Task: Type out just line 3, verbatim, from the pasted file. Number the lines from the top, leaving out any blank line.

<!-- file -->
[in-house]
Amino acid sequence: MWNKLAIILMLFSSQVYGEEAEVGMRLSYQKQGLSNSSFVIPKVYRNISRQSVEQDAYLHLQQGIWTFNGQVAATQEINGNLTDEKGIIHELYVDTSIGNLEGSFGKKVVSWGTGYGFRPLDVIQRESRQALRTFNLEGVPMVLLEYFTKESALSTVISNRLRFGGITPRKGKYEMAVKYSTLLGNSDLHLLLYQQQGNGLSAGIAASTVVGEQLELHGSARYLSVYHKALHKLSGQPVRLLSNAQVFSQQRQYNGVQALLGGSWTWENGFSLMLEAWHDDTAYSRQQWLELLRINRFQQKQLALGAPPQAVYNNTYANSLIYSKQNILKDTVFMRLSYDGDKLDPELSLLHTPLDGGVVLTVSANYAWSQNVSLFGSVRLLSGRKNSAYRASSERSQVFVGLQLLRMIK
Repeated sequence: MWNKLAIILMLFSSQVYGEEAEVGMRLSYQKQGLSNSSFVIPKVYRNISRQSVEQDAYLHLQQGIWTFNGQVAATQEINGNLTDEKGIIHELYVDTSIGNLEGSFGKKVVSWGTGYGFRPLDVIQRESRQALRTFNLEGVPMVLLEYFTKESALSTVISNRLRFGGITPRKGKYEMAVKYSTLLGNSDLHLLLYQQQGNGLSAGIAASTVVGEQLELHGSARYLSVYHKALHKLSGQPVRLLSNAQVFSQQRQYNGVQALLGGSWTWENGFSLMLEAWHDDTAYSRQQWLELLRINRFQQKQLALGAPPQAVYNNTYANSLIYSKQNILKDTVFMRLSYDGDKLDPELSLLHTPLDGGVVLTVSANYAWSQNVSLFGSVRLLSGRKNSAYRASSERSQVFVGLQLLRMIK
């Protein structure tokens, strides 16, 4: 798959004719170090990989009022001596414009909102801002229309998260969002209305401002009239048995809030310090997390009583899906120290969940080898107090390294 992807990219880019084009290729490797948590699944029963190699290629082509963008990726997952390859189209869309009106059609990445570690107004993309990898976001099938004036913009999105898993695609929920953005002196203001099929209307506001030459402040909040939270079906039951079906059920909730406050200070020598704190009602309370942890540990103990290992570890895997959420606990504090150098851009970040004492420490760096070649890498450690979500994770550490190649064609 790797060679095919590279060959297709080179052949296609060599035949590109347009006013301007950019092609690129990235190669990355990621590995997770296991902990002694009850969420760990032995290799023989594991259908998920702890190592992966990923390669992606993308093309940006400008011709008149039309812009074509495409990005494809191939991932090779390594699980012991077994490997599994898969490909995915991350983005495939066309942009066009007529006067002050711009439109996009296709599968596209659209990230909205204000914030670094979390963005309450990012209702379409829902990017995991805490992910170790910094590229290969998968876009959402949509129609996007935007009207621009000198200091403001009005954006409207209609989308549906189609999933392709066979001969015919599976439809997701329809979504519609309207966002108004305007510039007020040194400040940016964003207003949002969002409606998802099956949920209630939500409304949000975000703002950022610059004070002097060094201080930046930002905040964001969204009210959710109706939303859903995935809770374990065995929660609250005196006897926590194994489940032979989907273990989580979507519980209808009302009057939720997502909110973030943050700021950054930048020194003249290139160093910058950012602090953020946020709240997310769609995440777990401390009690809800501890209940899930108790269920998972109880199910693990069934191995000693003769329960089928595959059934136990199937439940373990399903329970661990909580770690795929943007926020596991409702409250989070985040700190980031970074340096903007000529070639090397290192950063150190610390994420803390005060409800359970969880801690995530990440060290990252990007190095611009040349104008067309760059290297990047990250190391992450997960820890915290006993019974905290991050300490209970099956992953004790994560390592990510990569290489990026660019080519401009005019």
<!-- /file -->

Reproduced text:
Repeated sequence: MWNKLAIILMLFSSQVYGEEAEVGMRLSYQKQGLSNSSFVIPKVYRNISRQSVEQDAYLHLQQGIWTFNGQVAATQEINGNLTDEKGIIHELYVDTSIGNLEGSFGKKVVSWGTGYGFRPLDVIQRESRQALRTFNLEGVPMVLLEYFTKESALSTVISNRLRFGGITPRKGKYEMAVKYSTLLGNSDLHLLLYQQQGNGLSAGIAASTVVGEQLELHGSARYLSVYHKALHKLSGQPVRLLSNAQVFSQQRQYNGVQALLGGSWTWENGFSLMLEAWHDDTAYSRQQWLELLRINRFQQKQLALGAPPQAVYNNTYANSLIYSKQNILKDTVFMRLSYDGDKLDPELSLLHTPLDGGVVLTVSANYAWSQNVSLFGSVRLLSGRKNSAYRASSERSQVFVGLQLLRMIK